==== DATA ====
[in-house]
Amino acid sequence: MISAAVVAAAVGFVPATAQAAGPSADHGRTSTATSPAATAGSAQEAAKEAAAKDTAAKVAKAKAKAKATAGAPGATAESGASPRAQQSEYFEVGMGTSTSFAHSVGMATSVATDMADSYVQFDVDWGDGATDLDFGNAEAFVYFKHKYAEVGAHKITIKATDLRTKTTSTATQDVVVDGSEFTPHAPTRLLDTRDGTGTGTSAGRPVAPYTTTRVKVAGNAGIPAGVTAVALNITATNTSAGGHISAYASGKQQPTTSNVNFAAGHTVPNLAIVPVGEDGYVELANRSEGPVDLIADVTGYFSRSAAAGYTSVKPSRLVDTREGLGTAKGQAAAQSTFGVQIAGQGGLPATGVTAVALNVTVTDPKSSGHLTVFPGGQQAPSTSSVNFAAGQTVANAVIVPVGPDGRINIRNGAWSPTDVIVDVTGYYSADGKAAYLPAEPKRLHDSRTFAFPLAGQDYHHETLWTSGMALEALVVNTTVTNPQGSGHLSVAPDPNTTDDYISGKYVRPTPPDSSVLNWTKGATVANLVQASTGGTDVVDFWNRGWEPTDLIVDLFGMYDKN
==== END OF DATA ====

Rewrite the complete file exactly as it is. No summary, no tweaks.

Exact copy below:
[in-house]
Amino acid sequence: MISAAVVAAAVGFVPATAQAAGPSADHGRTSTATSPAATAGSAQEAAKEAAAKDTAAKVAKAKAKAKATAGAPGATAESGASPRAQQSEYFEVGMGTSTSFAHSVGMATSVATDMADSYVQFDVDWGDGATDLDFGNAEAFVYFKHKYAEVGAHKITIKATDLRTKTTSTATQDVVVDGSEFTPHAPTRLLDTRDGTGTGTSAGRPVAPYTTTRVKVAGNAGIPAGVTAVALNITATNTSAGGHISAYASGKQQPTTSNVNFAAGHTVPNLAIVPVGEDGYVELANRSEGPVDLIADVTGYFSRSAAAGYTSVKPSRLVDTREGLGTAKGQAAAQSTFGVQIAGQGGLPATGVTAVALNVTVTDPKSSGHLTVFPGGQQAPSTSSVNFAAGQTVANAVIVPVGPDGRINIRNGAWSPTDVIVDVTGYYSADGKAAYLPAEPKRLHDSRTFAFPLAGQDYHHETLWTSGMALEALVVNTTVTNPQGSGHLSVAPDPNTTDDYISGKYVRPTPPDSSVLNWTKGATVANLVQASTGGTDVVDFWNRGWEPTDLIVDLFGMYDKN